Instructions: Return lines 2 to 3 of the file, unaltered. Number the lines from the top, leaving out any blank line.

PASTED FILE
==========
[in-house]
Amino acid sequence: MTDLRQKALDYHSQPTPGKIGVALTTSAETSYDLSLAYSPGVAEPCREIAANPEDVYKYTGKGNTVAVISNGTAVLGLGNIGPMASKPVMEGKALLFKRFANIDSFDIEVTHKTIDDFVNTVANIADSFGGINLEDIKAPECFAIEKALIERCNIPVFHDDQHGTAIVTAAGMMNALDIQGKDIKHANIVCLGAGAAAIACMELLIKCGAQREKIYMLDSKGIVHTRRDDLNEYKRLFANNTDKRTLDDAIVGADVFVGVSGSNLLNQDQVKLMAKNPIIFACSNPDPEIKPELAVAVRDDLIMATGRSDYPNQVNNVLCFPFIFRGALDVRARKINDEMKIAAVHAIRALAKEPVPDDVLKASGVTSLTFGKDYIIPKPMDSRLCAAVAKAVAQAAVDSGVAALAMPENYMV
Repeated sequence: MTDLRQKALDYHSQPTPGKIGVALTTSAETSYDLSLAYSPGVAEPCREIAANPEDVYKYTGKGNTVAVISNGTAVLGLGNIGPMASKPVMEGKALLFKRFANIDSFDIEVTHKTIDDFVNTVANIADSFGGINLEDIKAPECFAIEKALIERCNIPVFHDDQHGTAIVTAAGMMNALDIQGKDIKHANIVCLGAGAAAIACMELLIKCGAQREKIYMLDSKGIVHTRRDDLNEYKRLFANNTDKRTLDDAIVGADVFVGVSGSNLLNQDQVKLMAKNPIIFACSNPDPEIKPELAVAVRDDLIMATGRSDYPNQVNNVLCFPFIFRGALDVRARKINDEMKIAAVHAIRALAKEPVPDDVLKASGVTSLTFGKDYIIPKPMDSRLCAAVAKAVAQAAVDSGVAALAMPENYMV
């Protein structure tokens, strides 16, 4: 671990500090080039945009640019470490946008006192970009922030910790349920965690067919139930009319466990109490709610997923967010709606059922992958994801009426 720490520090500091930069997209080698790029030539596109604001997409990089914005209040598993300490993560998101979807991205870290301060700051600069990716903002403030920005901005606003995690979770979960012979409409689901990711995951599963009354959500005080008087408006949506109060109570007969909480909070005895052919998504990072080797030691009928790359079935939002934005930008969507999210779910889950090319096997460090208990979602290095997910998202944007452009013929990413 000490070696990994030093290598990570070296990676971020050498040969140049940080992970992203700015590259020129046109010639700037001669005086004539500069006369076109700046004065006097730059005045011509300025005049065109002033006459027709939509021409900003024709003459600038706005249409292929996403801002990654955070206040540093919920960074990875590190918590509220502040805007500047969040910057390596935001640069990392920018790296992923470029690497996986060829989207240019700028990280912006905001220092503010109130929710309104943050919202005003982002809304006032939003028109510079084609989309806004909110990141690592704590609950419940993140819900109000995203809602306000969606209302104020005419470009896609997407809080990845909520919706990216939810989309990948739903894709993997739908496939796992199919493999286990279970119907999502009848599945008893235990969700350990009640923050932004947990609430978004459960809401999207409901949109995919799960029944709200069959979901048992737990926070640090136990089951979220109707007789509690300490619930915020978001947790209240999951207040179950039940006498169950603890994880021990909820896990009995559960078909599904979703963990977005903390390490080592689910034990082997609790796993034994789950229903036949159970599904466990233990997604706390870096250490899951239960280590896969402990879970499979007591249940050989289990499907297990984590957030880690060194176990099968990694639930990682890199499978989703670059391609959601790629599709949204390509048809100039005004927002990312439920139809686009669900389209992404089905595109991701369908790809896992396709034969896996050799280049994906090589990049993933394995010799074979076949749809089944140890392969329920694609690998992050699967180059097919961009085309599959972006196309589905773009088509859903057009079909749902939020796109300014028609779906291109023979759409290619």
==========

Amino acid sequence: MTDLRQKALDYHSQPTPGKIGVALTTSAETSYDLSLAYSPGVAEPCREIAANPEDVYKYTGKGNTVAVISNGTAVLGLGNIGPMASKPVMEGKALLFKRFANIDSFDIEVTHKTIDDFVNTVANIADSFGGINLEDIKAPECFAIEKALIERCNIPVFHDDQHGTAIVTAAGMMNALDIQGKDIKHANIVCLGAGAAAIACMELLIKCGAQREKIYMLDSKGIVHTRRDDLNEYKRLFANNTDKRTLDDAIVGADVFVGVSGSNLLNQDQVKLMAKNPIIFACSNPDPEIKPELAVAVRDDLIMATGRSDYPNQVNNVLCFPFIFRGALDVRARKINDEMKIAAVHAIRALAKEPVPDDVLKASGVTSLTFGKDYIIPKPMDSRLCAAVAKAVAQAAVDSGVAALAMPENYMV
Repeated sequence: MTDLRQKALDYHSQPTPGKIGVALTTSAETSYDLSLAYSPGVAEPCREIAANPEDVYKYTGKGNTVAVISNGTAVLGLGNIGPMASKPVMEGKALLFKRFANIDSFDIEVTHKTIDDFVNTVANIADSFGGINLEDIKAPECFAIEKALIERCNIPVFHDDQHGTAIVTAAGMMNALDIQGKDIKHANIVCLGAGAAAIACMELLIKCGAQREKIYMLDSKGIVHTRRDDLNEYKRLFANNTDKRTLDDAIVGADVFVGVSGSNLLNQDQVKLMAKNPIIFACSNPDPEIKPELAVAVRDDLIMATGRSDYPNQVNNVLCFPFIFRGALDVRARKINDEMKIAAVHAIRALAKEPVPDDVLKASGVTSLTFGKDYIIPKPMDSRLCAAVAKAVAQAAVDSGVAALAMPENYMV